The India, envisaged by our founding fathers and leaders of yesteryears, is in stark contrast with how the nation is in the present times.
The National Pledge, which is commonly recited by Indians during the Independence Day, Republic Day and at public events, was composed by Pydimarri Venkata Subba Rao, a little known Telanganite born in Anneparti, Nalgonda district. While serving as the District Treasury Officer of Vishakhapatnam in 1962 in the then Andhra Pradesh, he composed it and later presented to Tenneti Viswanadham, a former Minister and Member of Parliament, who forwarded it to the then Education Minister PVG Raju.
The pledge is as follows: ‘India is my country. All Indians are my brothers and sisters. I love my country and I am proud of its rich and varied heritage. I shall always strive to be worthy of it. I shall give my parents, teachers and all elders respect and treat everyone with courtesy. To my country and my people, I pledge my devotion. In their well-being and prosperity alone, lies my happiness.’
Missing National Agenda
The question is, while remembering the struggle for independence, to what extent the words in the pledge, or to that matter the plans envisioned during the freedom moment are relevant today? Is there a brotherhood amongst us? Are we still proud of our rich and varied heritage? Are we worthy of our country? Do we have a good national agenda to take the people forward? Are we in a position to compete globally?
What happened in the recent general elections? The NDA-led by the BJP under the leadership of Narendra Modi, the UPA-led by the Congress under the leadership of Sonia-Rahul-Priyanka, regional parties across the country as well as the Left parties competed with each other with all their might. It was a fight between national extremism, secularism, hereditary politics and regionalism.
A former Chief Minister of Andhra Pradesh strived hard for an alternative to the BJP at the Centre while Telangana Chief Minister K Chandrashekhar Rao advocated a non-BJP and non-Congress government. Despite all this, what happened? The voter chose Modism and national extremism, resulting in a landslide victory for the BJP-led NDA.
In the North, West, East and Central India, the BJP led by Modi-Shah emerged victorious. In Uttar Pradesh, everybody anticipated a victory for the BSP-SP alliance, which did not happen. In States like Madhya Pradesh, Rajasthan, Chhattisgarh where the BJP lost in the recent Assembly elections, it registered a grand victory. In Gujarat, where the BJP just scraped through in the Assembly elections, it swept. Same was the case with Maharashtra and Bihar. In West Bengal, once a strong fort of Marxists, the BJP beat Mamata Banerjee’s Trinamool Congress in a considerable number of seats.
In the South too, though the BJP’s performance was not as impressive as in the rest of India, nevertheless, it was pretty good. In Karnataka, it brushed aside the ruling JDS-Congress combine. Though the BJP drew a blank in Tamil Nadu, Kerala and AP, surprisingly it won four seats in Telangana.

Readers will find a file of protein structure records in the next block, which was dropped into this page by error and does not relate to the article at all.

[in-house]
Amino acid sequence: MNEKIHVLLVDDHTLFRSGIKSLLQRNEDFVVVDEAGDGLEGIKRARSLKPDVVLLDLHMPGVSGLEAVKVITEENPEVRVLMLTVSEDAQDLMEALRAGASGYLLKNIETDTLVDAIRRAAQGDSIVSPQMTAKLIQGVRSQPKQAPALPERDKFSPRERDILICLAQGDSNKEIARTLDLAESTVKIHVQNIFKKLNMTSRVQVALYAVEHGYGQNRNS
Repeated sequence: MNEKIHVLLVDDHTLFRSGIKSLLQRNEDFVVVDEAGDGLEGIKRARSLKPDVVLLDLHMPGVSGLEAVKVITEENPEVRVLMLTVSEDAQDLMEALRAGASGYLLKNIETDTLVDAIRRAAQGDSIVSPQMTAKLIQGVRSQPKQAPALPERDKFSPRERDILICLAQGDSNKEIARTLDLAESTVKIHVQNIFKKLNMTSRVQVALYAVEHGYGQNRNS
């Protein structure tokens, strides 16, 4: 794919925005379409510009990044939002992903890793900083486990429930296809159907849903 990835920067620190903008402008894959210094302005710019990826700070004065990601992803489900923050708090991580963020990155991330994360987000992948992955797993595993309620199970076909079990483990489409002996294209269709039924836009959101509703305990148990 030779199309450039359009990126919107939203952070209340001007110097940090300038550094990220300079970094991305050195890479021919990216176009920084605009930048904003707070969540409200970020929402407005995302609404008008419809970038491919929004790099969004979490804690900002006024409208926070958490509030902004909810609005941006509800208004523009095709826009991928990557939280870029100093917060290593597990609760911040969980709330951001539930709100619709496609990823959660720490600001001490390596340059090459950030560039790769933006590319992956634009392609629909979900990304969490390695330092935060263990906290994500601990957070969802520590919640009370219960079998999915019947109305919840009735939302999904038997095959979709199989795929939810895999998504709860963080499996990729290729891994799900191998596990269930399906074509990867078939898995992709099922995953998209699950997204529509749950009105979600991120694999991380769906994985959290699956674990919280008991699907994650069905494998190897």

How do we read the gains made by the BJP in Telangana? It’s not even four months since the TRS rode to a grand victory in the Assembly elections. The BJP, which lost deposits in over 100 Assembly segments then, not only retained Secunderabad but also won northern Telangana’s Karimnagar and Nizamabad as well as Adilabad, the ST-seat bordering Maharashtra.
What could be the basis on which a particular party wins and loses has become an element beyond imagination. There is no explanation why Vinod Kumar, who was an MP earlier and a sitting MP, lost Karimnagar. Ditto with Nizamabad sitting MP K Kavitha. In the Adilabad constituency, voters preferred the BJP despite the defeat of the BJP candidate in the bordering Chandrapur.
If this is credited to Modi’s magic, then how did the Congress win in three constituencies? Was there a limited understanding between the BJP and the Congress in these seven constituencies? If the defeat of the TRS candidate was attributed to NOTA in Malkajgiri, in Bhuvanagiri, it could have been due to the Truck symbol.
There is absolutely no connection between the defeat of TRS in the seven seats and the huge welfare and development schemes implemented in the State during the first 51 months of the TRS government. Was there any other factor other than welfare and development that influenced the voter in preferring the BJP over the TRS? A deep analysis shows that it was a fight between the secular-federal polity and national extreme communal approach. Where would this lead in future is a big question now.
The country undoubtedly needs a new direction as 71 years have passed since independence. The country and its people are still struggling for basic minimum needs with a significant chunk of our people suffering from poverty. Many are also either unemployed or underemployed.
So what suits our country? Can’t we leverage the wealth and inner strength of our country and its economy? What is stopping us? It is not an insurmountable problem but if we have to develop India, it requires out-of-the-box thinking and not just following the beaten path of the past 71 years. The customary talk of ‘Best Practices’ should be dropped and let us think of ‘Next Practices’.
A growth-centric strategy aimed at reinventing and reorienting India away from the stereotyped system is needed. We have to get rid of poverty of thought and plan big instead of being incremental. In order to make this happen, the combination of federal, leftist and secular forces should have been the best option. But it did not happen. Should this national extremism be allowed to continue in Indian politics unabated? It is for all of us to think.
(The author is Chief Public Relations Officer to Chief Minister, Telangana)